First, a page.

Like the telephone before it, the Internet has quickly matured into an essential public service that millions of people throughout the world rely on everyday. It is the greatest hub of information ever assembled and affects how we study, shop for products and services, learn about world events and communicate with those around us.
Recognizing the Internet's importance in today's society, many governments are in the process of introducing legislation designed to ensure equal access to the Web regardless of any physical disability a person may have. In some parts of the world, such as the United Kingdom and Australia, these laws already exist and businesses are required to comply. In many other countries, government websites are required to meet Web Accessibility standards while businesses are encouraged to comply voluntarily.
Frequently Asked Questions About Web Accessibility
As a leading Internet Solutions provider, BackupBrain is committed to assisting our customers to ensure their websites are Web Accessible. We do this by providing education, guidance and solutions that comply with the worldwide W3C standards.
What is the standard for Web Accessibility?
The recognized authority for Web Accessibility guidelines is the World Wide Web Consortium (W3C). The W3C was founded by Tim Berners-Lee, inventor of the World Wide Web, and Internet industry member organizations to establish technical standards and usability guidelines for the Web.
Is compliance with Web Accessibility guidelines a legal requirement?
In some countries private businesses are required by law to make their websites accessible to people with disabilities. Currently this includes the United Kingdom and Australia. In the United States, as is the case in many other countries, government websites are required to meet Web Accessibility standards while businesses are encouraged to comply voluntarily.
A growing number of countries, including many of those in the European Union and Asia, are reviewing Web Accessibility guidelines and are expected to introduce their own expanded legislation in the near future.
Why should I do this? What are the benefits to my business?
Beyond compliance with local laws, there are benefits to be gained by ensuring your website meets Web Accessibility guidelines.
Perhaps the most obvious benefit of removing barriers to people with disabilities is that you'll reach more potential customers! In the United States alone there are an estimated 52 million people with some sort of cognitive, visual, hearing or physical disability that prevents them from using the Internet in a traditional manner. In the UK, there are 10 million people with some sort of disability. Having an inaccessible website means turning away a lot of business -- business that a better prepared competitor would be happy to accommodate.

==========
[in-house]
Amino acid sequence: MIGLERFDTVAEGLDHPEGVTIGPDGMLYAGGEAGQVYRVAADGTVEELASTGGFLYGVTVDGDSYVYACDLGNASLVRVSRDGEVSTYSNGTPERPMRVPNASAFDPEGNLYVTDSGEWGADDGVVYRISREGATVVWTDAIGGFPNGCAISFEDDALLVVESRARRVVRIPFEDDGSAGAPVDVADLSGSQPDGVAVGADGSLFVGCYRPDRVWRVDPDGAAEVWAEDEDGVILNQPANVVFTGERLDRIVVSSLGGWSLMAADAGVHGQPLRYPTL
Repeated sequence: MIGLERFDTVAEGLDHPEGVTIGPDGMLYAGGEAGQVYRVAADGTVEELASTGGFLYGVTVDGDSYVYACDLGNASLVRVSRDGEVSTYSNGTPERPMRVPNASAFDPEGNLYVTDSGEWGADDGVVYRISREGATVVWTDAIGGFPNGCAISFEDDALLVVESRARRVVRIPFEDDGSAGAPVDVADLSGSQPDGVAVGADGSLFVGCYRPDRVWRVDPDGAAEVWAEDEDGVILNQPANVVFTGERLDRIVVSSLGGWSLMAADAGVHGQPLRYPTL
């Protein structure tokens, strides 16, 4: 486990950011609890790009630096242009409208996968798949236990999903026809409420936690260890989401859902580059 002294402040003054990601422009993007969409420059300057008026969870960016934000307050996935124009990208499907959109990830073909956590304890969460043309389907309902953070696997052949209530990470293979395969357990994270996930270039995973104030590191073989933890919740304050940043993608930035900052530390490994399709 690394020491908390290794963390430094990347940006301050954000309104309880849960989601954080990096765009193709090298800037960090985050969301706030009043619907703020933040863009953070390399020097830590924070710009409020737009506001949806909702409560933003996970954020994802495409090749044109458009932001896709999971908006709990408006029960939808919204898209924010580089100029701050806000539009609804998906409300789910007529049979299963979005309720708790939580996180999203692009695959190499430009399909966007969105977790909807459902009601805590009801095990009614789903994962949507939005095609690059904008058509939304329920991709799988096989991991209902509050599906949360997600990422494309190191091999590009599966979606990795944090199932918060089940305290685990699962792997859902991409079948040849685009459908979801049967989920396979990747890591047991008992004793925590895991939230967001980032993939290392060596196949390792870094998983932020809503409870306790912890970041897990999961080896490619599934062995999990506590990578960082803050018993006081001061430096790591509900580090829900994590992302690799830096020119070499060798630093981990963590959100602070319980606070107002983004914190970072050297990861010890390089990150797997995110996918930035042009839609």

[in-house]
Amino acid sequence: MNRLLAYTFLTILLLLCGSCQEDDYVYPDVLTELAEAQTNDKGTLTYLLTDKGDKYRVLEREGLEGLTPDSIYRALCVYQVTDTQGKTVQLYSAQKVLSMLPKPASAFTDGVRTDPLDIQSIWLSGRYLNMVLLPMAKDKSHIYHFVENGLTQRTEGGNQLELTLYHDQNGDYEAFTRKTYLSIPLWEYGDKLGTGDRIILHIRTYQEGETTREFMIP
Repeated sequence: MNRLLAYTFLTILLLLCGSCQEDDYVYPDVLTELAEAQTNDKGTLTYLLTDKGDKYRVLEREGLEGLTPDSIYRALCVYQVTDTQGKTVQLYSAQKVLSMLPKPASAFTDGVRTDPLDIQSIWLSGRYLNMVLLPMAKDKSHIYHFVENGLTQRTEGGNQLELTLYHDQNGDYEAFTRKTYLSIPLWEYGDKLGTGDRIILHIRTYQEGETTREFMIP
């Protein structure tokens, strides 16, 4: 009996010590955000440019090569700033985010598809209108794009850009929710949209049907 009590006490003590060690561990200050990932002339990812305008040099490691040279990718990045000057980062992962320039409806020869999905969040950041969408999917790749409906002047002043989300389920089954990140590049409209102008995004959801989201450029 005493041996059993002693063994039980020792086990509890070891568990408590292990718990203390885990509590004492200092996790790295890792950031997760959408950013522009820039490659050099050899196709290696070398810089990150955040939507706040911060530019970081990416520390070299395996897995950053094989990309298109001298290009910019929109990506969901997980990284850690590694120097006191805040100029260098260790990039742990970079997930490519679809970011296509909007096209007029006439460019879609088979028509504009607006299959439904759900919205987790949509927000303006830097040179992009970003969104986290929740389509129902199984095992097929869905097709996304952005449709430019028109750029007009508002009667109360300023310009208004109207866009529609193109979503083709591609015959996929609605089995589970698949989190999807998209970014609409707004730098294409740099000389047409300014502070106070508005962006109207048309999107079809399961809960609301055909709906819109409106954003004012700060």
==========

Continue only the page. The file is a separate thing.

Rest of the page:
"The power of the Web is in its universality. Access by everyone regardless of disability is an essential aspect."
Director and inventor of the World Wide Web
Making your website accessible also improves its ability to be fully indexed by the search engines, and shows that you are committed to equal rights in the service of your customers.
Is it my website's structure or the page content that must be Web Accessible?
The answer here is both. Web Accessibility guidelines cover the actual structure of the website (i.e. the layout and programming) as well as on page content. Without getting too technical, the way a website is built -- the technologies used, navigation scheme and so forth -- play a major role in determining how well the various tools used by those with disabilities will work when trying to view the website. For example, if your website uses lots of Flash and animated navigation elements, chances are someone with impaired vision or motor-control won't be able to navigate the site very well, if at all.
When it comes to page content, simple things like proper formatting, use of punctuation and a logical flow between paragraphs go a long way towards making the site more accessible. Imagine how difficult it would be to understand an entire Web page if it were read aloud in one long continuous sentence! Using headers on paragraphs, and commas and periods where they should be helps someone using a text-to-speech screen reader follow along and understand what it is you're trying to tell them.
How will complying with Web Accessibility rules affect my search engine ranking?
The good news is that many of the checkpoints outlined in Web Accessibility guidelines actually have a positive effect on a website's search engine optimization.
The software "spiders" that the major search engines use to find and index websites look for text content because they cannot really "see" or "read" images, Flash or fanciful navigation schemes. Adding descriptions to your pictures and multimedia content will help the search engines to more accurately classify your website's content, while clear navigation and sitemaps ensure that the whole site is viewed by the search engine.
Is an accessible website expensive?
In most cases, no. Much of the cost will depend on what stage of development your Internet presence is in. Just as adding wheelchair ramps and elevators to a store after the fact would be more expensive than having planned for it initially, building your website to be accessible at the onset will save you money. If you already have a website, upgrades can be done in phases; The W3C has defined three levels of accessibility, from A to AAA, which can be implemented as required over time.
We can assess your needs and come up with a strategy that is both affordable for your business and compliant with the regulations that may be in place in your region.